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We're just a couple of weeks into 2020, but so far, the electric automaker Tesla is having a good year. And for a small but vocal group of people, that's bad news. They're short sellers. They hope to make money by betting against Elon Musk. NPR's Camila Domonoske has their story.
CAMILA DOMONOSKE, BYLINE: Elon Musk's goals were always ambitious. He said he'd make money and save the world by making electric cars cool. From the start, some people have been sure that he would fail. So they shorted Tesla stock, placing a bet its value would go down. Way back in 2012 on Fox Business, Elon Musk warned short sellers that was a bad bet.
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ELON MUSK: There's a tsunami of hurt coming for the short - those holding a short position. It's going to be very, very unpleasant. I advise people to exit while there is time.
DOMONOSKE: A tsunami of hurt. And Musk was right. Over the next year, Tesla stock went from less than 30 bucks to 180. And now...
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UNIDENTIFIED REPORTER #1: Tesla shares surging for a record high today.
UNIDENTIFIED REPORTER #2: Passed a major milestone after it delivered more than 100,000 cars.
UNIDENTIFIED REPORTER #3: Tesla topping the tape today, the electric automaker surging nearly 4%.
DOMONOSKE: Tesla stock has topped $500, making it the highest valued U.S. automaker ever. But the short sellers didn't give up. Instead, they formed a community. And they're waging a very public battle with Elon Musk superfans. Tesla fans say Elon Musk is a genius who's made drool-worthy eco-friendly cars with cutting-edge autonomous technology, and sales are through the roof.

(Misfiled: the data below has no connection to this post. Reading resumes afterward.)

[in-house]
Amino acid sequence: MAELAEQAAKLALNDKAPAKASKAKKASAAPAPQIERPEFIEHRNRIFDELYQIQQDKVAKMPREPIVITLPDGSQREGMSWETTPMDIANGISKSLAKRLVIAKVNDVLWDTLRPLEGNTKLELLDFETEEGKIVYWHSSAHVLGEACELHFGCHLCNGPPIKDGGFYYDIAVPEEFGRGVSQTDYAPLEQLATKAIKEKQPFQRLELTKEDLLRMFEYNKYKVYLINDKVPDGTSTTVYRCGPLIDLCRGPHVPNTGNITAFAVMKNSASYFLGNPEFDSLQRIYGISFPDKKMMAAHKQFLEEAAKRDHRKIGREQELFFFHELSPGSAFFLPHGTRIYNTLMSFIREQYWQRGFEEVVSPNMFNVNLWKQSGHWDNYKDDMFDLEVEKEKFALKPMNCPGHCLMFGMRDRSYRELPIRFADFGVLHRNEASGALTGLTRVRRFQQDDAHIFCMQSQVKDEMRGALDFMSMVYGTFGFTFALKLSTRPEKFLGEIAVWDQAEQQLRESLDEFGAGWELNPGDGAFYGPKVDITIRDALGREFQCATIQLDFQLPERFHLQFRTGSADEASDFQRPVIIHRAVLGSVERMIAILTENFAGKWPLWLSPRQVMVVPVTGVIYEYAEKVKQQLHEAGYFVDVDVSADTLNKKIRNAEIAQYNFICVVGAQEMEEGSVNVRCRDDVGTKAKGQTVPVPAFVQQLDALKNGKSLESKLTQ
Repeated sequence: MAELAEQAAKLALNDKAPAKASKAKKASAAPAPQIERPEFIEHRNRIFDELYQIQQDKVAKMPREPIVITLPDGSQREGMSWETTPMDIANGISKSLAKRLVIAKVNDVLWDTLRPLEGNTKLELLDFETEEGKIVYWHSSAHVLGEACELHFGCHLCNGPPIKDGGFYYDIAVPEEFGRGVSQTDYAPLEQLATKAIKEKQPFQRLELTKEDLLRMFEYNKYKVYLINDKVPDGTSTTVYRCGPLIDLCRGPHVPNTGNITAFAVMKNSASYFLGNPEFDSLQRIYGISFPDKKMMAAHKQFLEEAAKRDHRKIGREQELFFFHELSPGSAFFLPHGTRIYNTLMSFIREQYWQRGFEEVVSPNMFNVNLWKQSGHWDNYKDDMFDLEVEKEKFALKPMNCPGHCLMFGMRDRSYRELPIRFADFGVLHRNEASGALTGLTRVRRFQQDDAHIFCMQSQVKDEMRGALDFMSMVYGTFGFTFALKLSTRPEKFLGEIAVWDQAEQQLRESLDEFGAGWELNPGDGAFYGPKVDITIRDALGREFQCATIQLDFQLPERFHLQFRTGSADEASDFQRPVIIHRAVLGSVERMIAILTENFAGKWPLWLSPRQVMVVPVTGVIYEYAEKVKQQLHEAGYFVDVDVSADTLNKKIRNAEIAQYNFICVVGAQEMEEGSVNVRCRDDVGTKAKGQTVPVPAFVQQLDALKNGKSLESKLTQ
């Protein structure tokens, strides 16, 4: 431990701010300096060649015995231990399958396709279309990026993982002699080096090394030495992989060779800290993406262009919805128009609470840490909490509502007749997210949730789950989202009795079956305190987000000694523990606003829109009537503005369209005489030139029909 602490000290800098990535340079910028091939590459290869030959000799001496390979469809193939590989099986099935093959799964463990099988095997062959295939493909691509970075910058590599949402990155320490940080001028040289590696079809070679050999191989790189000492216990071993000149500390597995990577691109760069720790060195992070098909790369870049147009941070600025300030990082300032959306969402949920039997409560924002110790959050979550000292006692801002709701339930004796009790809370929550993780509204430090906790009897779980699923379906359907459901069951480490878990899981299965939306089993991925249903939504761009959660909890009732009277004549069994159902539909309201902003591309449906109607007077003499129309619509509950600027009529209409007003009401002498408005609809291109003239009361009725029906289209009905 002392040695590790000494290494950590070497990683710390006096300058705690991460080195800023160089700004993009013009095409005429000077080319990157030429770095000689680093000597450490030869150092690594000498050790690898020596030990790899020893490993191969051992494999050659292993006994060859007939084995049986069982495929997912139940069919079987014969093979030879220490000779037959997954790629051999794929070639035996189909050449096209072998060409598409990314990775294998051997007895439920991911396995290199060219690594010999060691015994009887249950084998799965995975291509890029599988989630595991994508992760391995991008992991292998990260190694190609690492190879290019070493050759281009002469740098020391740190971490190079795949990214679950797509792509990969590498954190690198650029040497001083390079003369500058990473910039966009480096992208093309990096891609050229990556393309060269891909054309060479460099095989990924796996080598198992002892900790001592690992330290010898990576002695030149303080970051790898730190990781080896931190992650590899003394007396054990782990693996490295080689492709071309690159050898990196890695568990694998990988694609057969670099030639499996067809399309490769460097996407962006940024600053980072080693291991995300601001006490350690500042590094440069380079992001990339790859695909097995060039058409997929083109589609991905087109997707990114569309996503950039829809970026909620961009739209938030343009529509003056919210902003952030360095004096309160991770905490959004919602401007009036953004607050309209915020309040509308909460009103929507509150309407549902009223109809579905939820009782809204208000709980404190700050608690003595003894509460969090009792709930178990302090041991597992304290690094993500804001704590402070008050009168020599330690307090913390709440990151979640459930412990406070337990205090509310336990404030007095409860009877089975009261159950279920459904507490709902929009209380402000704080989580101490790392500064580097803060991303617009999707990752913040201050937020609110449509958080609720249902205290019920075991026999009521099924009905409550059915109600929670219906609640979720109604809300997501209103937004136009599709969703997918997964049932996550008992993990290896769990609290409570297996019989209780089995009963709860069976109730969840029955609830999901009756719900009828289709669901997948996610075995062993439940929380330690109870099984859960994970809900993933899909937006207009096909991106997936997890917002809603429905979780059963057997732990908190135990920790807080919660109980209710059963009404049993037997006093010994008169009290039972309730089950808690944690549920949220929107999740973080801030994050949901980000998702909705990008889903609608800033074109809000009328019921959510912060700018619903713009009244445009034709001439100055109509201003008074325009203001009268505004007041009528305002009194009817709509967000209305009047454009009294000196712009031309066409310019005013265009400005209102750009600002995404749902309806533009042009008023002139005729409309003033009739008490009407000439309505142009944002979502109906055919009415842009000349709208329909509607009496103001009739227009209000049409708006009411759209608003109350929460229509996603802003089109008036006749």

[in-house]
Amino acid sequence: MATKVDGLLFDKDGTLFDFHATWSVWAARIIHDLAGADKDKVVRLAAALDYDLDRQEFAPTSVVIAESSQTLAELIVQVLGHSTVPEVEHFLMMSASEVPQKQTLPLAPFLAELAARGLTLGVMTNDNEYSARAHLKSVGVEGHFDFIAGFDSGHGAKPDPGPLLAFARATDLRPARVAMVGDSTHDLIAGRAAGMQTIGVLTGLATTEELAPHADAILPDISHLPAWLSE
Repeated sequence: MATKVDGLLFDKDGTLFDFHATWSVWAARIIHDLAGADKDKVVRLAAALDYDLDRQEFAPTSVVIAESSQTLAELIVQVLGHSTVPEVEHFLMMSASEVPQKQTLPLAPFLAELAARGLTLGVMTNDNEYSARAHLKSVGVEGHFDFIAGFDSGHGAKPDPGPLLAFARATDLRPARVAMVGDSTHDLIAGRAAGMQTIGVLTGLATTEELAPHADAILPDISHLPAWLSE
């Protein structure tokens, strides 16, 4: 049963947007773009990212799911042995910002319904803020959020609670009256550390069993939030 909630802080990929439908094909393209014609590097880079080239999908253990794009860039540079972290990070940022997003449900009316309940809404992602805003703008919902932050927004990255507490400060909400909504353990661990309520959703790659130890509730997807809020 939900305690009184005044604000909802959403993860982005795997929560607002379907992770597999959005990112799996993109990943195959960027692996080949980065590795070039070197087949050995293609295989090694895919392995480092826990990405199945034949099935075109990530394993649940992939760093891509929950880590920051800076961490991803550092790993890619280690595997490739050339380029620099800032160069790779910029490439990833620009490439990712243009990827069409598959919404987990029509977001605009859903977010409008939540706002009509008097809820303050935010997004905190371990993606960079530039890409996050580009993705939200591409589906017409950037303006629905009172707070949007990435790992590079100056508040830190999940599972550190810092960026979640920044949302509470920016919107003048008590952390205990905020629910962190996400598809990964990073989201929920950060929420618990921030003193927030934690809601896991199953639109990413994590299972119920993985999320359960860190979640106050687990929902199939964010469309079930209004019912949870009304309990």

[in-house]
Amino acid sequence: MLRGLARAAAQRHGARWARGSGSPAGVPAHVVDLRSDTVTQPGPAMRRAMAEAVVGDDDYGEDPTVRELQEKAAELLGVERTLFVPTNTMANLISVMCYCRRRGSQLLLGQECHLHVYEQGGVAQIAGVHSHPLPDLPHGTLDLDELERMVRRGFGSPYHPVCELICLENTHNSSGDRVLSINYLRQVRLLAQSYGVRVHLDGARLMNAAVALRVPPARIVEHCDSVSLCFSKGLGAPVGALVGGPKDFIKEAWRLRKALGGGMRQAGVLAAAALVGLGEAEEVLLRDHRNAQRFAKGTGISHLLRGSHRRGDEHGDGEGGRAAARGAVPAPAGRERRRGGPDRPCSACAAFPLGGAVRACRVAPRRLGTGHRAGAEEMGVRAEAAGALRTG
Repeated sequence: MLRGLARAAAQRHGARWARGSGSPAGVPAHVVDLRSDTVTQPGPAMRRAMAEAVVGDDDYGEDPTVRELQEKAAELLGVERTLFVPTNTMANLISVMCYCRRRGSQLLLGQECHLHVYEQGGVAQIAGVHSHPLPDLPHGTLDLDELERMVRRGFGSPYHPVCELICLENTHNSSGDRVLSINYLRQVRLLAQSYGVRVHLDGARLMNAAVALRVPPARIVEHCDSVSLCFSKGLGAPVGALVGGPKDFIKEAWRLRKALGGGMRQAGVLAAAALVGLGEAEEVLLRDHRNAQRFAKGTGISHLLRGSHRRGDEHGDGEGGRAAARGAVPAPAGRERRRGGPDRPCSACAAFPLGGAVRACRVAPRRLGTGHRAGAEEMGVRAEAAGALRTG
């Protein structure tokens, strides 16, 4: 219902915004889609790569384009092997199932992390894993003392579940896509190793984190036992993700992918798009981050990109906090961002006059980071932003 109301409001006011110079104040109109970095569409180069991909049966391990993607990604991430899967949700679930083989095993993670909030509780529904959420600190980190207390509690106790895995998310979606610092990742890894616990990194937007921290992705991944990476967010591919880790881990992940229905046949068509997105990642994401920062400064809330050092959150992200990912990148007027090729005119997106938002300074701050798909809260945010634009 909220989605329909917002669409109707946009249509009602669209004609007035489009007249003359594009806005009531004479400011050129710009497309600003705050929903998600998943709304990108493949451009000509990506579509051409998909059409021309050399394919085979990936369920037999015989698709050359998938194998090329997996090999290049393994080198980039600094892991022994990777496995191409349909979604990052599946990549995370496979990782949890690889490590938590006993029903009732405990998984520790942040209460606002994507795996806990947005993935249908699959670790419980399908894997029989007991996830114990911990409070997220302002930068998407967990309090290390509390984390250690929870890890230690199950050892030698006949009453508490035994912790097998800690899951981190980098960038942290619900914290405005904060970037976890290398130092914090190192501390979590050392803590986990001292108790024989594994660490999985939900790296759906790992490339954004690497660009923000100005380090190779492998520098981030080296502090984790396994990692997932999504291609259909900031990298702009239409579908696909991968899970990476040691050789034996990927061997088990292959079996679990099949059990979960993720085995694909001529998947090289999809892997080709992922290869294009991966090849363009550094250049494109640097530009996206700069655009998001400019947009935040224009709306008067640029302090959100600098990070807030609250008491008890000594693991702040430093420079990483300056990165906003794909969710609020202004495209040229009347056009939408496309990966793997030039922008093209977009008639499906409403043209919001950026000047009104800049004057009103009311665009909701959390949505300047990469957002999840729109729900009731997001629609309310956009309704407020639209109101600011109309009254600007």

The shorts say Elon Musk is a fraud who makes outlandish statements, that Tesla autopilot is dangerous, even, quote, "homicidal." And sales are driven by subsidies that won't last forever.
IHOR DUSANIWSKY: So there is strong conviction on both sides - more than strong. There's cultish conviction on both sides.
DOMONOSKE: Ihor Dusaniwsky is the head of predictive analytics at S3 Partners, which monitors real-time data on the stock market.
DUSANIWSKY: It's like a college football game. People are just crazy fans, and it doesn't matter what the team does.
DOMONOSKE: And Dusaniwsky is kind of like the play-by-play announcer. He says, right now, it looks bad for the short sellers, really bad. Remember, a short sale is betting a stock's price will go down. If stocks go up instead, you lose money. It's very risky. You can lose even more money than you put in. And Tesla's stock price has soared. Since 2016, Tesla short sellers are down more than $11 billion - billion with a B. And short sellers are down $2.6 billion in just the first two weeks of this year.
DUSANIWSKY: So not a happy new year for Tesla short sellers.
MARK SPIEGEL: We've lost a lot of money.
DOMONOSKE: Mark Spiegel is team Tesla short. He's the general partner of a small hedge fund, and he placed a large bet against Tesla starting five years ago.
SPIEGEL: So I am the world's worst predictor of Tesla stock price.
DOMONOSKE: That has meant seven-figure losses for his small fund.
SPIEGEL: We were running it at 20% of the fund, sometimes a third of the fund. And I slashed it back today because it's just so decoupled from reality.
DOMONOSKE: But he hasn't changed his mind about Tesla. He still says the prices will collapse eventually, just like he's been saying for years.
SPIEGEL: Obviously, we've been way too early on the timing, but you never know that in advance.
DOMONOSKE: Many short sellers have had to back away from their bets as Tesla stock skyrockets. Meanwhile, the back-and-forth continues. Team Elon Musk says the shorts are dead wrong. And the shorts? They say their foes are short-sighted.
Camila Domonoske, NPR News.
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